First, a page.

Archaeological discoveries have dated the first settlement in the Sittard area around 5000 B.C. Present day Sittard is assumed to have been founded around 850 A.D. and to have been built around a motte. Sittard was first mentioned in 1157. It was granted city rights by the Duke of Limburg in 1243. In 1400 it was sold to the Duchy of Jülich, and remained in its possession until 1794. The city was destroyed and rebuilt repeatedly, due to fires and various conflicts during the 15th-17th century. It was a stronghold until it was largely destroyed in 1677, during the Franco-Dutch War. Under French occupation , Sittard was part of the Roer department. Since 1814, it has been part of the Netherlands, except for the years 1830-1839, when it joined the Belgian Revolution. During the Second World War, it was occupied by the Germans, who incorporated several small municipalities, like Broeksittard, into Sittard. The city was liberated September 18–19, 1944 by the 2nd Armored Division. The historic town was mostly spared destruction, despite lying in the frontline for over four months, in which over 4000 shells and rockets struck the city.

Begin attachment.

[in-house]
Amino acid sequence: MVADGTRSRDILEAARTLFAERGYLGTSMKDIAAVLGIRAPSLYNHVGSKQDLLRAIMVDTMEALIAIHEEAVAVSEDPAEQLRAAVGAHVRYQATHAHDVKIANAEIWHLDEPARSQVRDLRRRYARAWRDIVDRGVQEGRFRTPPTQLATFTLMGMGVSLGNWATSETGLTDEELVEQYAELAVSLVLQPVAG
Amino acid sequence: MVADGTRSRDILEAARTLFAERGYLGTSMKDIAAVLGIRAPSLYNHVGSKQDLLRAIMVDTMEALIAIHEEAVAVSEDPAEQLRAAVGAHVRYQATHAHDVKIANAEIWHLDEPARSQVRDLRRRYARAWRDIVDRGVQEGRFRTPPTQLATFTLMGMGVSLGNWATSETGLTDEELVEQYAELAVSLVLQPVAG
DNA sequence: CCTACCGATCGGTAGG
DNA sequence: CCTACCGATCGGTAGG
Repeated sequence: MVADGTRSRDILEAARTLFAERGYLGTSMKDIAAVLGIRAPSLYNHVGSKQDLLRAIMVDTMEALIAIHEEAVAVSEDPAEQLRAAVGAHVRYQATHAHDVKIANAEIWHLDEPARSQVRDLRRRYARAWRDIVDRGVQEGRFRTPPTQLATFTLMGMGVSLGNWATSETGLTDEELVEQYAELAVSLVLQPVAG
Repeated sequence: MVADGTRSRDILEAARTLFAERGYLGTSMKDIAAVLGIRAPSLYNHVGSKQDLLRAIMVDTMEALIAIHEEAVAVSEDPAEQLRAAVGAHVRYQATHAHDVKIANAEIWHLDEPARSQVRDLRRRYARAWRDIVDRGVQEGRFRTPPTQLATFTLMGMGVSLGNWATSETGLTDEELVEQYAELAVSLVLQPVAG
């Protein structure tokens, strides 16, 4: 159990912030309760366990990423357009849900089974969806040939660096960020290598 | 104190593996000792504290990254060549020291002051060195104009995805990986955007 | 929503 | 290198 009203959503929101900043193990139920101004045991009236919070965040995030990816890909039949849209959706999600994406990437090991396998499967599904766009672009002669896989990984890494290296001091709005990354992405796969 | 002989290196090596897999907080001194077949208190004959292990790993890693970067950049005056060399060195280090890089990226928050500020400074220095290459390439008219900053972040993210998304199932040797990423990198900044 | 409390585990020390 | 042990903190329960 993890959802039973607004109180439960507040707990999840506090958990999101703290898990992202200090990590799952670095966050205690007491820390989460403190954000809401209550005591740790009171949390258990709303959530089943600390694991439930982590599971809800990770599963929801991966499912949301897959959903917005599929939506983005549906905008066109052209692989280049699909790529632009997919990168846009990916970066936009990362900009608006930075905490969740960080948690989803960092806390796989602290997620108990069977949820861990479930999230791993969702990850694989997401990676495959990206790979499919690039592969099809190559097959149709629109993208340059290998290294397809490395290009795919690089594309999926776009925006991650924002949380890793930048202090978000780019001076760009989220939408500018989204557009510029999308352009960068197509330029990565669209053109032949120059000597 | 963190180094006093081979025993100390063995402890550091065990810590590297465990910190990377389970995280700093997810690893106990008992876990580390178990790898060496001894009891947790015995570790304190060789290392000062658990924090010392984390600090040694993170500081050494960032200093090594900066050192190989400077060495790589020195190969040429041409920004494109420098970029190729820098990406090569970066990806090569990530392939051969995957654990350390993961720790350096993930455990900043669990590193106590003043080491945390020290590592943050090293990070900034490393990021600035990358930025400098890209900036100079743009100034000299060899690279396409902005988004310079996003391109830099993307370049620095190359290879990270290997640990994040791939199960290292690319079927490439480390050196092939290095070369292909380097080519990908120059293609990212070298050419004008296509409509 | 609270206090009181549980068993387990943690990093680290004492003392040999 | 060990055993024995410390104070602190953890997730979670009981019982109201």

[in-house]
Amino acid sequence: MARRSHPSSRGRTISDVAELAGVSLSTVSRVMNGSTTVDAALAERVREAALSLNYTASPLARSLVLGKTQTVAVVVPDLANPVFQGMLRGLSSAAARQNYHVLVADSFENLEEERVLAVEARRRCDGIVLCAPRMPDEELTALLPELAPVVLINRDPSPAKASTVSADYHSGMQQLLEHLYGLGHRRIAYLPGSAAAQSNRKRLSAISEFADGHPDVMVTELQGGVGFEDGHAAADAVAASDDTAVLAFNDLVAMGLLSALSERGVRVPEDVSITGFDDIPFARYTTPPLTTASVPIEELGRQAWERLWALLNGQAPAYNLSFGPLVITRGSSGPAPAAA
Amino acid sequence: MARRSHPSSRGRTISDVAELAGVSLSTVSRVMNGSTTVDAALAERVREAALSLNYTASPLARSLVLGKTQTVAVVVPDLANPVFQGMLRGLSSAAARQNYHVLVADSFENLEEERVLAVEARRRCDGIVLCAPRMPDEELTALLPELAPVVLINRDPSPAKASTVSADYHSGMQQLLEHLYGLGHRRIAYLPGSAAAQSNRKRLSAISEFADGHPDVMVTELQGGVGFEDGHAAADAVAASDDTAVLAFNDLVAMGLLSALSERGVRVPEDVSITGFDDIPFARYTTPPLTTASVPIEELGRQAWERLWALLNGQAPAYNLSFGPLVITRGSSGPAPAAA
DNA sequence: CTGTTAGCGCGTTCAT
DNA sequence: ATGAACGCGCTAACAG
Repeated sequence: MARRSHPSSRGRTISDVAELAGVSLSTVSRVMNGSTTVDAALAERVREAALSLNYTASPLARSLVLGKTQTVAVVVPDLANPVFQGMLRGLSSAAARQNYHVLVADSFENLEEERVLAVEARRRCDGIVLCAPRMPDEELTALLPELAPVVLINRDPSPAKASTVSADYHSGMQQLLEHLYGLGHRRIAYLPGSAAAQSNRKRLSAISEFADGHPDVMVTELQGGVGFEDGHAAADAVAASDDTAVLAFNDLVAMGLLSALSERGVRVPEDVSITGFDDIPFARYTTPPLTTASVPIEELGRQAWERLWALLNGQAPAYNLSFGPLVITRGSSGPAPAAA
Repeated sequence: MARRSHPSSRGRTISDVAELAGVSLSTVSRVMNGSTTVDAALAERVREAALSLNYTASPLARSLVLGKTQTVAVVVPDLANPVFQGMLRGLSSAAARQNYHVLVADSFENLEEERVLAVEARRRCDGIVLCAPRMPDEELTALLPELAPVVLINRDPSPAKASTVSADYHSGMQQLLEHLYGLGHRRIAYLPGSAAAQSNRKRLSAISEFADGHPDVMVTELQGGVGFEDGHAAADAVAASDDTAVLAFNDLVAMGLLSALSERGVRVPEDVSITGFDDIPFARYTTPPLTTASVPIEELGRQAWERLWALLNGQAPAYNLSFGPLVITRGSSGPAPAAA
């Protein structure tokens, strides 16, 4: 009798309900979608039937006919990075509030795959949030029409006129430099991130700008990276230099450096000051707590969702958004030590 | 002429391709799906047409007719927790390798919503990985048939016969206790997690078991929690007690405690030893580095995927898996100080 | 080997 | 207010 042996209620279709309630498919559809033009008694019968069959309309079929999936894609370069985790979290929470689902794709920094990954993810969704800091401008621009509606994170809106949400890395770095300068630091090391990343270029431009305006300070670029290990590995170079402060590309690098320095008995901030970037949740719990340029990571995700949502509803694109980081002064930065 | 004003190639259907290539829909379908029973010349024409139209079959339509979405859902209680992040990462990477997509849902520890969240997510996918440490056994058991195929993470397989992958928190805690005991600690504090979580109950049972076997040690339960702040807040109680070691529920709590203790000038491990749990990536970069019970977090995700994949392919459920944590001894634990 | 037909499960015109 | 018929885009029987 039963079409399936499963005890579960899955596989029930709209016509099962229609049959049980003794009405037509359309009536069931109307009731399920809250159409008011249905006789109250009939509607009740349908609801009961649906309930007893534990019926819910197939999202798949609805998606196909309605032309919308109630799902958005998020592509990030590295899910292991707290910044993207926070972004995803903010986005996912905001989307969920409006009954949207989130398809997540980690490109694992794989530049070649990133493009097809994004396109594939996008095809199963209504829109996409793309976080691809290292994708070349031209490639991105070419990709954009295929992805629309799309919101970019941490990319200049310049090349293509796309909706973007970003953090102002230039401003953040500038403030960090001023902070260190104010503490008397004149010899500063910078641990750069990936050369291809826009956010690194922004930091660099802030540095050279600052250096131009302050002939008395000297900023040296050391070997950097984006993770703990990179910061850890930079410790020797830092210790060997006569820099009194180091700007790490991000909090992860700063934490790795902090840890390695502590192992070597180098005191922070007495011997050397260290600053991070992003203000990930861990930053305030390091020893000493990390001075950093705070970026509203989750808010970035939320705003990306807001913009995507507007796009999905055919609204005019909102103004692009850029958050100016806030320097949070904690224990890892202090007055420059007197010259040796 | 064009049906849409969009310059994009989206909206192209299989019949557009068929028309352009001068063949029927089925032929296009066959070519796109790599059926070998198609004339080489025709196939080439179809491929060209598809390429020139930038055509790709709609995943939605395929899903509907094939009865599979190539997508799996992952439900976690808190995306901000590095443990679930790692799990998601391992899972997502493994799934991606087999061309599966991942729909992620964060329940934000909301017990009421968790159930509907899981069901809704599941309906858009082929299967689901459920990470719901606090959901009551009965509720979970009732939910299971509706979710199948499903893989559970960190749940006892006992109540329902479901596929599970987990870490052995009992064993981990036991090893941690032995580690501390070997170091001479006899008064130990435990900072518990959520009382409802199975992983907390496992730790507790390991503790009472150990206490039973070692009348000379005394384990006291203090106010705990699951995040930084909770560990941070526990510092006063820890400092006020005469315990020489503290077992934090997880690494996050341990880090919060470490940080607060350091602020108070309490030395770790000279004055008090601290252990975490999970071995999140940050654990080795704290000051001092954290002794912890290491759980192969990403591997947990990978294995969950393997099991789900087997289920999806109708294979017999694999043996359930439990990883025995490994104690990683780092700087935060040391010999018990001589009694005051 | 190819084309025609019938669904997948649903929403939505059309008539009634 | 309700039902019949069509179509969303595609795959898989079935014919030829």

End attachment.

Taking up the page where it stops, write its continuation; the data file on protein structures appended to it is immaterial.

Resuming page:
After World War II, Sittard expanded rapidly and many new neighbourhoods were built. The coal mines in the region were the driving force of a booming economy, until closed in the 1960s and 70s. It now has large industrial zones and office premises.
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